As summer turns to fall, many of the blue and yellow Ukrainian flags hung back in the spring are beginning to look faded and worn out. That’s how it can be with sanctions as well. A few months ago, the rest of the world was angry and eager to impose punishment on Russia for invading Ukraine, and economic sanctions were the best way to do that. But over time, the enthusiasm for sanctions fades.
It's natural to tire of anything that is difficult, and sanctions have been difficult for many people. By closing off Russian supplies, sanctions have increased fuel prices, and made it more difficult to plan for the future.
Still, we can’t allow ourselves to give up. Even as Ukrainians attempt a counter-offensive to push back Russian invaders, the rest of the world needs to do its part and keep the pressure on by maintaining a strong sanctions regime.
Back in the spring, the White House noted: “More than 600 private sector companies have already left the Russian market. Supply chains in Russia have been severely disrupted. Russia will very likely lose its status as a major economy, and it will continue a long descent into economic, financial, and technological isolation.” However, there was one important metal that somehow managed to avoid being sanctioned.
As Fortune reported recently, “due to a technical gap in EU enforcement, Airbus has been able to continue sourcing titanium parts and forgings from VSMPO to this day under the guise of nonexistent “virtual” quality oversight, with its CEO repeatedly doubling down on the company’s continued Russian sourcing in public comments.”
Let’s unpack that to explain what is going on.
Titanium is a flexible metal that is important in making modern aircraft. VSMPO is a Russian company that provides the metal. Titanium is somewhat rare, and the European plane maker Airbus gets about half of the titanium it uses from Russia.
Airbus has repeatedly lobbied to have titanium left out of the European Union’s sanctions package. “Sanctions on Russian titanium would hardly harm Russia, because they only account for a small part of export revenues there,” an Airbus spokesman claimed. “But they would massively damage the entire aerospace industry across Europe.”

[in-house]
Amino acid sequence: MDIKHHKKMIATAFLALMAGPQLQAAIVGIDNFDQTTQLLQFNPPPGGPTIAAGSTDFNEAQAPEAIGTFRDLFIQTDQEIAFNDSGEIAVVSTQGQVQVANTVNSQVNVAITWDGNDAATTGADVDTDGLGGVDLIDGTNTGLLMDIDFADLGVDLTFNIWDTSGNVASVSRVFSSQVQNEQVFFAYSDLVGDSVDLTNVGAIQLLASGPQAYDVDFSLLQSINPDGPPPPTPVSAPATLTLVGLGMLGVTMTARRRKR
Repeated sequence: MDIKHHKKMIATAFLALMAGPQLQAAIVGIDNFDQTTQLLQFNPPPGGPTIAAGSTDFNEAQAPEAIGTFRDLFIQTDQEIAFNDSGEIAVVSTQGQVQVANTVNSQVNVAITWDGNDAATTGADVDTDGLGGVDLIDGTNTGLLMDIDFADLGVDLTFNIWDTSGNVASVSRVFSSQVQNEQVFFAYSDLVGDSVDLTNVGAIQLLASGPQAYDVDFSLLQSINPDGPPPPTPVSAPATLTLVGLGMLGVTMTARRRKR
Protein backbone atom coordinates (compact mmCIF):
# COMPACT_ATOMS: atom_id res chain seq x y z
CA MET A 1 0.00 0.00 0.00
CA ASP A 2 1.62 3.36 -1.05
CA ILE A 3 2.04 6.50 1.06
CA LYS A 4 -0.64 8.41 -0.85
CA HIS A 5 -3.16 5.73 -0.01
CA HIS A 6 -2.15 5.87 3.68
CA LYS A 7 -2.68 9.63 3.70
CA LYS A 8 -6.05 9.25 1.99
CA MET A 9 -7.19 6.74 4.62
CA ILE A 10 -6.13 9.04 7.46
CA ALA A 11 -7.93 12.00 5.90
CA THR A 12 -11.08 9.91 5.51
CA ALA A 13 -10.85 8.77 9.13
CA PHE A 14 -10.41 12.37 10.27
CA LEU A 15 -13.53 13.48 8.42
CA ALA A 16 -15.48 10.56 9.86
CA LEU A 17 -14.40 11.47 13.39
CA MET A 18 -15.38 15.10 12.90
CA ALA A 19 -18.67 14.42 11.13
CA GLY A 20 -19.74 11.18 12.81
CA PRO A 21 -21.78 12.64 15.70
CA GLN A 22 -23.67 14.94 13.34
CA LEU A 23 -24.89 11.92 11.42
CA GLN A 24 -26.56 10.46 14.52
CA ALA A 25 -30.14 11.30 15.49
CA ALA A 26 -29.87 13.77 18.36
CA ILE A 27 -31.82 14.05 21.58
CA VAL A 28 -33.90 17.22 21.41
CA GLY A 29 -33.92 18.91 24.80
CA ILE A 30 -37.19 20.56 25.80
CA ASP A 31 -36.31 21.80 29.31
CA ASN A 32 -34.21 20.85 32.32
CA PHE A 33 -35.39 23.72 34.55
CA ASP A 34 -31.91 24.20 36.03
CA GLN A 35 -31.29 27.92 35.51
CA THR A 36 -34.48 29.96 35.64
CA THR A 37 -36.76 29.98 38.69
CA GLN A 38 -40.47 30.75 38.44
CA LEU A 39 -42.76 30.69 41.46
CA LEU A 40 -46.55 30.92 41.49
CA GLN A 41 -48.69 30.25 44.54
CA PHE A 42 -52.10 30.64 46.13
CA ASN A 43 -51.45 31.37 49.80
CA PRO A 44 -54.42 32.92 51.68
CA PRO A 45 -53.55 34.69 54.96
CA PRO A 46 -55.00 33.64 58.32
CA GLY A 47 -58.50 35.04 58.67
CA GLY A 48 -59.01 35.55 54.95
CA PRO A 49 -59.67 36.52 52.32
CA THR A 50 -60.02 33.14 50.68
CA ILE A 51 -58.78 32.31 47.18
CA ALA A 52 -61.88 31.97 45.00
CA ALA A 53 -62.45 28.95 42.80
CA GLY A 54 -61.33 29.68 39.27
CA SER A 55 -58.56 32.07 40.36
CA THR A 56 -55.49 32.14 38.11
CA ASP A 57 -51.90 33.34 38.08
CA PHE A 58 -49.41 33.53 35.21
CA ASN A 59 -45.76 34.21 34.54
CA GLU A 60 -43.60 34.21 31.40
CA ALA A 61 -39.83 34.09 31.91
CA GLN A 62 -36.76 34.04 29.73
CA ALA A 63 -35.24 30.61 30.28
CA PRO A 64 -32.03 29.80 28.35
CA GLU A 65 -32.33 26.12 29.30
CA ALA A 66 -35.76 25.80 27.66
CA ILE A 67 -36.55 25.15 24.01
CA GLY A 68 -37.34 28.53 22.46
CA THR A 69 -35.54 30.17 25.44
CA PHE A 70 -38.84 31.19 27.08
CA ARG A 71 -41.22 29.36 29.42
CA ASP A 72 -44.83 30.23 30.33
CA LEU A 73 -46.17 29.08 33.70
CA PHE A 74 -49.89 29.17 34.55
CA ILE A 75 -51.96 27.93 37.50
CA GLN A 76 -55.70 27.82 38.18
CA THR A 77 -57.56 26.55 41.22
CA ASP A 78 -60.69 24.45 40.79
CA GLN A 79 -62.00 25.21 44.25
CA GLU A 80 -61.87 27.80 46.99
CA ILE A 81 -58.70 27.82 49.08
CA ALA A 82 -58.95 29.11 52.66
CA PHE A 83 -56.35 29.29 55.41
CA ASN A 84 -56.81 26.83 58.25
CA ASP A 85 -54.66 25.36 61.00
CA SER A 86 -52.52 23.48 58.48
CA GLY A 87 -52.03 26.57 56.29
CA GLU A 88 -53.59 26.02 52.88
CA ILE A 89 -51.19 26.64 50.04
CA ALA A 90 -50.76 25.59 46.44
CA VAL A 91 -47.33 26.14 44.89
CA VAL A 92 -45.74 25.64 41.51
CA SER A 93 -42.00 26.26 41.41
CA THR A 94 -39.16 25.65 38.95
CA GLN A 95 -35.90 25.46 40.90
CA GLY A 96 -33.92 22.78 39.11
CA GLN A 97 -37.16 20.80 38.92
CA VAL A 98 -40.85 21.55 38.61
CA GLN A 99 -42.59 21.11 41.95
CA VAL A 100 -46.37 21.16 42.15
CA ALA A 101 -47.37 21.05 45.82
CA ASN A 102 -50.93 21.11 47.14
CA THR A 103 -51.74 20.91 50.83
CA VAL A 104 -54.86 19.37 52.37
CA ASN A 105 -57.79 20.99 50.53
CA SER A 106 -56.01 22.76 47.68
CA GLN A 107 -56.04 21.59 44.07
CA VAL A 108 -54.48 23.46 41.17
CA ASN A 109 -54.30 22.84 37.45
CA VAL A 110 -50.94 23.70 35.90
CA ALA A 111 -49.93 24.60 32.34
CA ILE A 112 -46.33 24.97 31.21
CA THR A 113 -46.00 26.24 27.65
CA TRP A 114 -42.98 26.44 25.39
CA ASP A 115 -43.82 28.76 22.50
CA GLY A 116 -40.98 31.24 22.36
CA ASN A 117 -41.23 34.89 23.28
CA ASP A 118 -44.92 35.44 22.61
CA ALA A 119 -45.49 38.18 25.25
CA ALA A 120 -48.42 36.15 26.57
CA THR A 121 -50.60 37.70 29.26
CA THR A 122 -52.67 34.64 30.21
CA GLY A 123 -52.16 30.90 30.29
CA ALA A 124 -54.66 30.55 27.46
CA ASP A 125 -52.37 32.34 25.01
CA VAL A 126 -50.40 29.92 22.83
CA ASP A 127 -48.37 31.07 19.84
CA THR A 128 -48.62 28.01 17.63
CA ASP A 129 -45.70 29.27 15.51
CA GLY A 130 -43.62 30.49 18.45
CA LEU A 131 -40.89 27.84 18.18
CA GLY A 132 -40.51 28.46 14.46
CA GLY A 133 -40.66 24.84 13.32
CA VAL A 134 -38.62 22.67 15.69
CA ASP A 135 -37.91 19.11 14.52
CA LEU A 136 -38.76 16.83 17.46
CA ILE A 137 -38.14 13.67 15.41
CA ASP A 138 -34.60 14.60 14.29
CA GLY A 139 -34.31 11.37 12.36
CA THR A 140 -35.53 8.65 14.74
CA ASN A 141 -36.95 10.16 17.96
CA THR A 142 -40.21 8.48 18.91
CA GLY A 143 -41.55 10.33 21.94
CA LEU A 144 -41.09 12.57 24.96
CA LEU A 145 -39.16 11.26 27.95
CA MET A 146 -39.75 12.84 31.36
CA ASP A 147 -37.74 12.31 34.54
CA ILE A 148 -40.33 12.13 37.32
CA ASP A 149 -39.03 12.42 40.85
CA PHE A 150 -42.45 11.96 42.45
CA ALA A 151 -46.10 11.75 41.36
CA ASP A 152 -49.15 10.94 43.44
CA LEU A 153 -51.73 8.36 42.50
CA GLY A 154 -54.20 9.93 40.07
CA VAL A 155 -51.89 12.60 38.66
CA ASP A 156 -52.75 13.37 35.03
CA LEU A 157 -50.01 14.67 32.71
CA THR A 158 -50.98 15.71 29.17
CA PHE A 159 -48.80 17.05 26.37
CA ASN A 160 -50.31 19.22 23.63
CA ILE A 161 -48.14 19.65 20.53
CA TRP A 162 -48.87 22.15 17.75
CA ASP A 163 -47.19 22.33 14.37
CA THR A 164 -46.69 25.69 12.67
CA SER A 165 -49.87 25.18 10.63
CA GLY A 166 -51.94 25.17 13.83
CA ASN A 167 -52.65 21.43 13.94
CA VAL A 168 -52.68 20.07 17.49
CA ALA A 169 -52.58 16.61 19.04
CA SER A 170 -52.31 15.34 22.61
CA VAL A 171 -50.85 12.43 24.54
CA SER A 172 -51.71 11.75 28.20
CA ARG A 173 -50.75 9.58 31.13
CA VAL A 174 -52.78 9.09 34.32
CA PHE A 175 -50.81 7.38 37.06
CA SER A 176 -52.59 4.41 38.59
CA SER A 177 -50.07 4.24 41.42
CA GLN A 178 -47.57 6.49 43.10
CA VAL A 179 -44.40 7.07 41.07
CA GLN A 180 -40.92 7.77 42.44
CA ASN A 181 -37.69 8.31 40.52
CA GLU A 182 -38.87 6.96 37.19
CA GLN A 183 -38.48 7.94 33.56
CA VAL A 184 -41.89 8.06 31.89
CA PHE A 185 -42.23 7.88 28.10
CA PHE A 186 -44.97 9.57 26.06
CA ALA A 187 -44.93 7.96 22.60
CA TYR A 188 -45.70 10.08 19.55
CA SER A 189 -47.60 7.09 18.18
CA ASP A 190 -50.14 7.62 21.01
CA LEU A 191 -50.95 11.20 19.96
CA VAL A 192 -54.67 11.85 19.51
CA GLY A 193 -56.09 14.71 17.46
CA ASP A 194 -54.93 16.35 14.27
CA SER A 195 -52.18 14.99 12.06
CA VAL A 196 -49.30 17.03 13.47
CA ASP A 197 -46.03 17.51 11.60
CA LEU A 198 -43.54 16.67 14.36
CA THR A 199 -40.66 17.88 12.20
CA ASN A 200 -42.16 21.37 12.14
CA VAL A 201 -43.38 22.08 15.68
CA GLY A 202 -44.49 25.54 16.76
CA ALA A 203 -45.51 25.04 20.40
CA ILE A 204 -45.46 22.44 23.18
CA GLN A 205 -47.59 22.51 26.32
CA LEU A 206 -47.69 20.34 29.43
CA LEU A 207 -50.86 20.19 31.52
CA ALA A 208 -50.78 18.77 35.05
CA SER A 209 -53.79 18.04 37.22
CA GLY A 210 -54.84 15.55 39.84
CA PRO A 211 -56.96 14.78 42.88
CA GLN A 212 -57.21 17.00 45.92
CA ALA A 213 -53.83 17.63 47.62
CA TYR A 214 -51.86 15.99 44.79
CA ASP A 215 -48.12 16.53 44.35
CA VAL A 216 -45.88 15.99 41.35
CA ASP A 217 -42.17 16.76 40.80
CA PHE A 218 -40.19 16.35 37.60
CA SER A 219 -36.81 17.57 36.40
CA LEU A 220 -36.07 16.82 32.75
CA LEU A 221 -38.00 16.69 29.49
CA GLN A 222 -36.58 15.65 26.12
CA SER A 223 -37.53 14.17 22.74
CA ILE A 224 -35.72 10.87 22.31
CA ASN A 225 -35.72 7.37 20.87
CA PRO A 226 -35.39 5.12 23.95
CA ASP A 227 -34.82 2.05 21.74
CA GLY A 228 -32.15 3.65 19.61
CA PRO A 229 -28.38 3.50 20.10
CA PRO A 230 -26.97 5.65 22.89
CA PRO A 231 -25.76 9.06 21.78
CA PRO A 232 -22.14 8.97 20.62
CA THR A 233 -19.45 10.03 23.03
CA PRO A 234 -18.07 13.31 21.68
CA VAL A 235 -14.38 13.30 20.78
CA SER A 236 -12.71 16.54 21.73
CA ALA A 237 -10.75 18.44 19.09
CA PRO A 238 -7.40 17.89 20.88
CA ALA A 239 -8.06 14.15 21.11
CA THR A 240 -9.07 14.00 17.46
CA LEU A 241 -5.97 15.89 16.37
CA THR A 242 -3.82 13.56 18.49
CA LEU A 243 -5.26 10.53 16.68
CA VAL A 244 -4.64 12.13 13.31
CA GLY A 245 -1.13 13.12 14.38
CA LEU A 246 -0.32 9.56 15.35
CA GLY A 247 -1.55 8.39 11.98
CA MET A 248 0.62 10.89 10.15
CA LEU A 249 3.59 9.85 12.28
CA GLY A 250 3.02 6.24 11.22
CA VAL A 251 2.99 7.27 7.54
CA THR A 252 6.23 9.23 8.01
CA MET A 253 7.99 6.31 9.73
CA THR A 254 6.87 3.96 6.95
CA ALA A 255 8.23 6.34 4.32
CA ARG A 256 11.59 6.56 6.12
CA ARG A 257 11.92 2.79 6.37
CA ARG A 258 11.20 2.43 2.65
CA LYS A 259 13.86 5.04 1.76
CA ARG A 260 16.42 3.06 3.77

However, it is possible to manufacture jets without Russian titanium. “Boeing suspended all titanium product purchases from Russia early in March at great cost and risk to the company,” Fortune adds. “All of Boeing’s U.S. subsystem suppliers were also forced to discontinue their sourcing from VSMPO.” Yet the American company is still making planes.
The point is that Airbus is taking advantage of the sanctions. Instead of using them to punish Russia for its aggression, it is using them to gain market share at a difficult time. This is especially problematic because Airbus does so much business with the U.S. military. It builds weapon systems and even aircraft for the Pentagon, and yet it clearly doesn’t have the best interests of the democratic West in mind here. The U.S. military needs to be working with contractors it can rely on, not with those who are gaming the system and taking advantage of Russia’s invasion of Ukraine.
“Government policymakers need to work hand-in-hand with top industry leaders to correct unintended competitive disadvantages for U.S. businesses,” as the Fortune piece concludes. “Leveling the playing field ensures American businesses are not penalized for doing the right thing by exiting Russia after Putin’s invasion of Ukraine.” Airbus must pay a price for its scheming, which has already potentially cost too many Ukrainians their lives.